Thankfully... my Twenty still has quite a number of changes I would like to make and I am already looking at building another in a fixed gear version.

  3. #3
    Raleigh20 PugFixie, Merc LittlePixel's Avatar
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    Lovely! The colour is just lovely... Great to see you used the decals ; I guess that paper is designed for use on top of light paper. One could always get some vinyl cut ones at a later date but the transparent effect has come out pretty nice.

    I totally understand the 'wishing it wasn't finished' thing. I think it's the addiction of tinkering that you've been bitten with. My Twenty is sort of finished but there's always something new you can do - or - like me - you can always get another frame and spend spare moments dreaming about what you're going to do with that one.

    I had to mount my chainring on the inner too - I think it's a fairly common thing as the BB on a twenty is pretty wide compared to the rear hub.

    I wanted to ask how the rear brakes are holding up - I've read and seen about the Sheldon bridge extension before but always wondered if there would be maybe just a bit to much flex in setup to make it useable? I guess the extension bit has to be fairly thick to counter this - what kind of steel have you used? Or is it billet Alloy?

  4. #4
    jur
    jur is offline
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    Here is a 'tip' (which you may think unecessary):

    I see you have the RST suspension forks on it. So do I. But I thought the geometry is badly affected by the much longer forks compared to the originals. So I actually cut the stanchions shorter. I carefully checked the amount of travel, made sure the crown wouldn't end up too low to it would hit the mudguard at full compression, and calculated that the result is fairly close to original:



    My folding bike photo essays www.dekter.net/

  5. #5
    Still moving forward.
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    Jur, When you say "stanchions" are you referring to the two inner or outer legs of the fork? Then you welded things back together? TI agree, the handling with these forks is definitely not right. The springs in the Capa forks I have are supposedly adjustable, but turning the knob makes no difference. Have you amy experience with this?

  6. #6
    Senior Member
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    Two really nice looking R-20's !
    [SIGPIC][/SIGPIC]

    Phatatude- Ride em' till the wheels fall off, or your jewels go numb...


    Come check the progress...
    http://web.mac.com/phatatude/Green_S...enty_Blog.html

  7. #7
    jur
    jur is offline
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    Now I'm not sure our forks are identical... my fork crown has 3 sets of clamp screws in it, one set for the steerer tube and 2 sets for the stanchions (the chromed inners). I was able to loosen the stanchion clamp screws, remove the crown, cut the stanchions and put the crown back on. But I don't see the screws on your pics. You can see them on mine especially the 1st pic.

    My forks are not adjustable. They are fairly soft, but I have grown to like them as is. Very plush.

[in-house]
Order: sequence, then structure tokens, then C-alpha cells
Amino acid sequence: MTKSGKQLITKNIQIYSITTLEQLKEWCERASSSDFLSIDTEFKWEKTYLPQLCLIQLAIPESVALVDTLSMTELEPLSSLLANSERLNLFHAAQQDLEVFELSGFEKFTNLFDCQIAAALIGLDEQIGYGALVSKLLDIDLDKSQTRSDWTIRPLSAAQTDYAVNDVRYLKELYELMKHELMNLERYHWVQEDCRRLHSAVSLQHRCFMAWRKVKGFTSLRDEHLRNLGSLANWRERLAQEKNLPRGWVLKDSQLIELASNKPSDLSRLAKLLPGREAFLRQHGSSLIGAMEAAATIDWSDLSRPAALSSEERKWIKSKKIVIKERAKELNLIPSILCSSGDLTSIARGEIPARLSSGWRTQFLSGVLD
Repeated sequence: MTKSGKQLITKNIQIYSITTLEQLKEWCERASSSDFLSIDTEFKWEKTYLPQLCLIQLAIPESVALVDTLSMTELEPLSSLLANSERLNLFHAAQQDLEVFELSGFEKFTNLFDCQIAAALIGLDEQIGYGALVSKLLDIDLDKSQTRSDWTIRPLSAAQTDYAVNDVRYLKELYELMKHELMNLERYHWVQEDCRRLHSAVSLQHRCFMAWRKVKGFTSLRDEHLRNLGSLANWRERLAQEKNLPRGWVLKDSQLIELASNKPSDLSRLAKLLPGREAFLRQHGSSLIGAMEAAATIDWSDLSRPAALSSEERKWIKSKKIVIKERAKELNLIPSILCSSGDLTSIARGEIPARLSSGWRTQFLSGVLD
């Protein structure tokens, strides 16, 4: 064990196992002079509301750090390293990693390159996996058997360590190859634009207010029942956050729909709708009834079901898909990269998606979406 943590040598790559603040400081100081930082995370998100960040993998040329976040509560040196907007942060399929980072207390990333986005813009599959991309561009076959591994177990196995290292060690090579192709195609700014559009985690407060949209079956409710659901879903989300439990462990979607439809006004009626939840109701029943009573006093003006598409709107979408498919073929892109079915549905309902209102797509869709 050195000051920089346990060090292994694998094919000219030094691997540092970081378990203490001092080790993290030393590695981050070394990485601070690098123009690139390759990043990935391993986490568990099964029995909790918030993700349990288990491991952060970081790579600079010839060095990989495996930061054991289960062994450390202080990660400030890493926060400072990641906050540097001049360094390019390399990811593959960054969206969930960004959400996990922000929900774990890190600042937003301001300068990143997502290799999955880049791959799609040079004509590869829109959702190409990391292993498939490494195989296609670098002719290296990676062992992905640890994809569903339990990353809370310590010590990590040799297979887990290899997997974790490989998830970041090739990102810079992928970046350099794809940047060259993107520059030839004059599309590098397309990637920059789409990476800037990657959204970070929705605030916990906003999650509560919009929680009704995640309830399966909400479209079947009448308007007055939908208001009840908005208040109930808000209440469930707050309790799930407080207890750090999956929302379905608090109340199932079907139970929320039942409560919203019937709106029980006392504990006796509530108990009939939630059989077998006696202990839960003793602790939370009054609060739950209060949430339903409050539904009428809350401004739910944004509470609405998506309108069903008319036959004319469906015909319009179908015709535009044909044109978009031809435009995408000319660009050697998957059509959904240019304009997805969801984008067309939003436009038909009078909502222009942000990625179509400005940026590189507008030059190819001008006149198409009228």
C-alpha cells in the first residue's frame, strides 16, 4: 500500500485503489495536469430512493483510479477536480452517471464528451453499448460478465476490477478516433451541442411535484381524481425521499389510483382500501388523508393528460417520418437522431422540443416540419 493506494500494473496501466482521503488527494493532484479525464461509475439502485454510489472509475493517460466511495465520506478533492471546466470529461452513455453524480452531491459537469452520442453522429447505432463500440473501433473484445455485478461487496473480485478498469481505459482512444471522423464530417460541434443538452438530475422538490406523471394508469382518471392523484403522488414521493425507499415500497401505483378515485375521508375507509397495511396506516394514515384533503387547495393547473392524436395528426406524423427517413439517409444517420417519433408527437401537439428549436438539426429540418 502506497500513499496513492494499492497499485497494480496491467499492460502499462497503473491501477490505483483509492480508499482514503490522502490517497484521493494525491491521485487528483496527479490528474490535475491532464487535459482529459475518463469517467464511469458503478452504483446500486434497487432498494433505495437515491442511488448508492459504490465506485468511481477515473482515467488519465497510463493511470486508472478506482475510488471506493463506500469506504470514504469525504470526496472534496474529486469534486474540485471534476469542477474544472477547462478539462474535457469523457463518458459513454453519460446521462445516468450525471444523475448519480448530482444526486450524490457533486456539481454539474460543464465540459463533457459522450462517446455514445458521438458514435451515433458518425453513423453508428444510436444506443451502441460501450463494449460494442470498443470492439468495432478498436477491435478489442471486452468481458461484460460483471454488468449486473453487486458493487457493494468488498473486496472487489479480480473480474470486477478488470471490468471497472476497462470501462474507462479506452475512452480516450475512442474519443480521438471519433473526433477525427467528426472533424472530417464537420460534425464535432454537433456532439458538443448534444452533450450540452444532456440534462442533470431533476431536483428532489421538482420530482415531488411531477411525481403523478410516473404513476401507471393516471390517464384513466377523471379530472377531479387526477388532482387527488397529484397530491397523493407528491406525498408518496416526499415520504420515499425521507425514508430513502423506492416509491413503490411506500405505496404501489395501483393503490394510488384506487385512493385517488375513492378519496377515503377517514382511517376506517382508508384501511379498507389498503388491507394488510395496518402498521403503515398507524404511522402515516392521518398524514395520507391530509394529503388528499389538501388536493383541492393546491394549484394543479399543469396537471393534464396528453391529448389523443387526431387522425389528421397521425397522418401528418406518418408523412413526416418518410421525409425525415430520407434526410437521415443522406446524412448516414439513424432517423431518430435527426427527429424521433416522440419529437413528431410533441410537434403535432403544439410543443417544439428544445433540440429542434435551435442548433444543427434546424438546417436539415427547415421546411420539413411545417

My folding bike photo essays www.dekter.net/

  8. #8
    Senior Member
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    there good looking bikes.

    those forks on the first bike look like they are pressed together in the factory and are not able to dissasemble.

  9. #9
    Still moving forward.
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    Sixty Fiver and LittlePixel - I love having a "good" excuse to spend my money! I still peruse Craigslist on a regular basis looking for parts. The S F Bay Area is very bike savvy with lots of high priced bikes about. So, decent parts show up fairly regularly, but the prices can be all over the map. This project was also a very good thing to have while unemployed. Between searches and interviews I had something positive and challenging to look forward to.

    Jur and AlecW - The stanchions on the fork I have are pressed in, so no easy fix there. I will need to ride it for a bit to see if I can live with the funny steering and the ride.

    LittlePixel - I used 2 pieces of 1/8" Aluminum separated by appropriately sized nylon spacers to make the drop bolts. I haven't ridden it a lot so I can't address the issue of longevity, but the brakes sure work well. These are inexpensive, good looking, functional brakes. I seem to remember ordering "long reach" brakes, but even at full extension on the pads the brakes barely clear the wheel. The new Tektro R556 brakes with really long reach would be a better choice now. I have ordered a set for another build and will post photos when they arrive.

    I have added two detail photos of the rear brakes to my Flickr account, link below.

    http://www.flickr.com/photos/paulcst...7604011405932/
    Last edited by sahadev; 03-02-08 at 03:31 PM.

  10. #10
    jur
    jur is offline
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    I just had a look at aebike's forks, looks like the one I have with the 3 sets of pinch bolts has been discontinued. Pity - shortening the stanchions is a valuable improvement. Perhaps the same can be achieved from the opposite end?
    Last edited by jur; 03-02-08 at 05:20 PM.
    My folding bike photo essays www.dekter.net/

  11. #11
    Senior Member stevegor's Avatar
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    For the Wasp I used Sheldon's idea of the drop bolt for the rear brakes when using Shimano 105 brake calipers, but it does look sort of junky, so when I finish the other R20 for the missus, I'll pull the Wasp apart and mig weld a proper brake bridge in place for the 451 wheels. While that's happening I'll mount the front Derailluer, have 44/48 chainring configuration, then mig a rear hanger on the drop out for a chain tensioner, then try and make the Wasp a 2 x 8 spd SA hub. Change the front stem to a swan type, use MTB flat bar with Origin 8 drops bar ends so I can easily mount the SA 8 spd shifter on the right and a 2 spd shifter on the left, that should complete stage 3 on the rebuilds.......now to start dreaming of the Rohloff hub in stage 4.